Reasonable Modifications for People with Disabilities
Disability is defined under the Fair Housing Act as “a physical or mental impairment that substantially limits one or more of such person’s major life activities.” This definition includes people who have a history of such an impairment, and people perceived as having such an impairment. Reasonable modifications, as defined by the Fair Housing Act, are changes to the physical structure of a dwelling that are necessary to afford a person with a disability full enjoyment of the premises. Since there is a lack of accessible housing throughout Pennsylvania, a disabled home seeker’s only option for obtaining an accessible dwelling may be to request a reasonable modification. If a reasonable request were made for modifications to be completed in an individual unit or in the common area of housing, a housing provider would have to permit the modification.
Examples of modifications include:
- Widened doorways in unit
- Grab bars in bathroom or at entrance to unit
- Removal of below-counter cabinets
- Installation of wheelchair ramp at entrance to building/unit
- Replacing door knobs with levers
- Installation of visual and tactile alert devices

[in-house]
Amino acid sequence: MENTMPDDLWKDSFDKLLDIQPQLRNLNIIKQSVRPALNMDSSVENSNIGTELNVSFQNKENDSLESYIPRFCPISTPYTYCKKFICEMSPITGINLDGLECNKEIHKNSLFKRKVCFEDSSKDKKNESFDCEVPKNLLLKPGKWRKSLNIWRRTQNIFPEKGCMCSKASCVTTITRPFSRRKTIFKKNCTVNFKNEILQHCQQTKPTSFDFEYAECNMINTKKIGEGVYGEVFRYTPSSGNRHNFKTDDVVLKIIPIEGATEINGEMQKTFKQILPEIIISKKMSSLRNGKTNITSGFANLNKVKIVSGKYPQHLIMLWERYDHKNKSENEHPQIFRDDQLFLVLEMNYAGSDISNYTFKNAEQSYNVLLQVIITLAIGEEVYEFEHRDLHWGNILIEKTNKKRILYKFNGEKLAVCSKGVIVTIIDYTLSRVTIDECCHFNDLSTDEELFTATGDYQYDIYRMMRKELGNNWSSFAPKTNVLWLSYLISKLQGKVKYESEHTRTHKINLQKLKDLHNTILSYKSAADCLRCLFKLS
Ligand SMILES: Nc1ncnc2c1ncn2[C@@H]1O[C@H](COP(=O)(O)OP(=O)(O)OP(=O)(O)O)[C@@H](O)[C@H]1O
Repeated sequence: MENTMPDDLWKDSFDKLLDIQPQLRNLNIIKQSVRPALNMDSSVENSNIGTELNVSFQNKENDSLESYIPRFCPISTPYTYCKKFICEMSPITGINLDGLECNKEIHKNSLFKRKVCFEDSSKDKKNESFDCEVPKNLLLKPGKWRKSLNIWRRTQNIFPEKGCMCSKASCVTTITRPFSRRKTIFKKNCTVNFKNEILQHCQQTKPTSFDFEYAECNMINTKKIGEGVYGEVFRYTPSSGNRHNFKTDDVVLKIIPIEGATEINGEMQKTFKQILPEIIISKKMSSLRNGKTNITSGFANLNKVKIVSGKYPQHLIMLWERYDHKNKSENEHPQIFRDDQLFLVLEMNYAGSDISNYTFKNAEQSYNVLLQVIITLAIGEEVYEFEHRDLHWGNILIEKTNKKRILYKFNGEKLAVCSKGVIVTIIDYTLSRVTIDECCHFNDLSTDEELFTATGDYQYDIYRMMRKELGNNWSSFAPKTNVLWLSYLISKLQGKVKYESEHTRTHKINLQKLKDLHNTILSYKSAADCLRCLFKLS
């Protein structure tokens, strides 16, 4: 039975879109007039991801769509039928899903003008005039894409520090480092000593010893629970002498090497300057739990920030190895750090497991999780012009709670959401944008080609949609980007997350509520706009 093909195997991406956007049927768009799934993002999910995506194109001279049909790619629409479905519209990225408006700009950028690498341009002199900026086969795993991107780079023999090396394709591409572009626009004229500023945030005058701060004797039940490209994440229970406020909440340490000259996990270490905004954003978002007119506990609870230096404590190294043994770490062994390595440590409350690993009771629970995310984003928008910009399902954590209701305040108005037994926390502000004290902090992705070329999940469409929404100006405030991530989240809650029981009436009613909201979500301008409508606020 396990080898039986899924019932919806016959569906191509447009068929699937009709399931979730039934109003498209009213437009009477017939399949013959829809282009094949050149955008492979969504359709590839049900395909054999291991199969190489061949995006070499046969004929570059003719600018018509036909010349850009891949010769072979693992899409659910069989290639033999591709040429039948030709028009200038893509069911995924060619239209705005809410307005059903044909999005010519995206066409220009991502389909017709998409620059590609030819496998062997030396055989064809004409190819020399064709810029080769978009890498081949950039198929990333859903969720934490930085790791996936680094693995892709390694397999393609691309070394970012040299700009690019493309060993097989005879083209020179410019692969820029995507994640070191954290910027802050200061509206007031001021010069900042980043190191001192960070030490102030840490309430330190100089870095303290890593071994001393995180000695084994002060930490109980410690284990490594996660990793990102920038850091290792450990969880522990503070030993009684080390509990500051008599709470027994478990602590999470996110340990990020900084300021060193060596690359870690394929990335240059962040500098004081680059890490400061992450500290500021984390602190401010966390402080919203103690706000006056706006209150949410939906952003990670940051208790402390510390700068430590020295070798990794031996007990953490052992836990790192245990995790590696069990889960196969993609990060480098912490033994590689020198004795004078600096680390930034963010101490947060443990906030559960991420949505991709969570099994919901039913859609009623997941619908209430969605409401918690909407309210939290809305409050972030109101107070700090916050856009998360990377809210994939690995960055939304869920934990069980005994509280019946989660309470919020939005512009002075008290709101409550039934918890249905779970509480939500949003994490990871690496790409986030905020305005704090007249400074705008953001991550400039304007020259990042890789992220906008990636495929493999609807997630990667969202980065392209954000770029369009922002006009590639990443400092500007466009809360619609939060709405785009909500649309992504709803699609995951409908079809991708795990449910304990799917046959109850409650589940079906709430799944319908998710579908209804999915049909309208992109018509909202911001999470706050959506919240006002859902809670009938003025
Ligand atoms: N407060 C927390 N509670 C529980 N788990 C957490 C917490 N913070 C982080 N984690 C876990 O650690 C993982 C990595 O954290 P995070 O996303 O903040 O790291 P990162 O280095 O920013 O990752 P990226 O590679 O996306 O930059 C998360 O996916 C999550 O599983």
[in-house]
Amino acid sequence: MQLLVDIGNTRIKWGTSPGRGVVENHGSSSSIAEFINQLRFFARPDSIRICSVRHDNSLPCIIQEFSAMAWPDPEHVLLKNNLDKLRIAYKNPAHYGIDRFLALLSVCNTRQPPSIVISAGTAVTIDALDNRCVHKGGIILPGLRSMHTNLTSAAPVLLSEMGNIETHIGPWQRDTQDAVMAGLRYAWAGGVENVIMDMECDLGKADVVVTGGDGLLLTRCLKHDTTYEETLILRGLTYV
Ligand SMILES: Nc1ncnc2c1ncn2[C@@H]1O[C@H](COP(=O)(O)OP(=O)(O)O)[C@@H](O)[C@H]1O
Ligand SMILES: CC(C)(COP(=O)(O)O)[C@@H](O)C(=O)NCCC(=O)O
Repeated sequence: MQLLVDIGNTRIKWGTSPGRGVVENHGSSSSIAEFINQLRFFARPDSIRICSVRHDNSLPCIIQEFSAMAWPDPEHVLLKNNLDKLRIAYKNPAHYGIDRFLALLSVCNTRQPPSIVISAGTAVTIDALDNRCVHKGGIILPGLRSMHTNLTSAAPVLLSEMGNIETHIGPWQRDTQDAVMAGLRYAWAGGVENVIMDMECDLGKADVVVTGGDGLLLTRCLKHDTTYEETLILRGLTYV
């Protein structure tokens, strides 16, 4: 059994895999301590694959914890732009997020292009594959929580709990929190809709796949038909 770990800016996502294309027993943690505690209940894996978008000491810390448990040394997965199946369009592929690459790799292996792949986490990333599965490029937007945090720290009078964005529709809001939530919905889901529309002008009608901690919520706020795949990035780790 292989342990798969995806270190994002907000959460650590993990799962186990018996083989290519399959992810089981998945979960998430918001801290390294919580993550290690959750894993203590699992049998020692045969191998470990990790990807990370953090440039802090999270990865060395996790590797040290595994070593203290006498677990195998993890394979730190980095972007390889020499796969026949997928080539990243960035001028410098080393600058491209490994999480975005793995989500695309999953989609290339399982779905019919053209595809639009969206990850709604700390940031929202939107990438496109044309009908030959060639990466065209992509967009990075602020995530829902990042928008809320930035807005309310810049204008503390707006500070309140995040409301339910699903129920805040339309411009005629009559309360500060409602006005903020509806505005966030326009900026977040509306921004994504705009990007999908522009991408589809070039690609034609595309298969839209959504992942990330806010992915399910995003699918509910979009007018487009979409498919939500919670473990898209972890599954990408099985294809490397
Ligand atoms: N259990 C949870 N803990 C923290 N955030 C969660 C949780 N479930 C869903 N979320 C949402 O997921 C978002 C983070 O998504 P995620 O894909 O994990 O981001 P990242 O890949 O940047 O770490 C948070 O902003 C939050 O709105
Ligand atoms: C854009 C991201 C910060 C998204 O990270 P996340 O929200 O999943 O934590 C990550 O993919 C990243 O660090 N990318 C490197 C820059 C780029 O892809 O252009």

A landlord, property manager, condominium board or any other housing provider may request additional information or documentation to evaluate the reasonableness of a request for a modification if the requester has a disability that is not obvious, or the disability-related need for the modification is not apparent.
In most situations, it would be the tenant’s responsibility to pay for any requested modifications. If a property receives federal financial assistance, then it is the responsibility of the housing provider to pay for the modification. In many instances, this applies to nonprofit housing providers. A landlord may require that modifications be done in a “workmanlike” manner and, if necessary, may ask that a deposit be put in escrow to cover the costs of returning the dwelling to its original condition. A landlord cannot:
- Dictate a particular contractor
- Require a particular design concept for aesthetic reasons
- Place any restrictions upon granting a reasonable modification request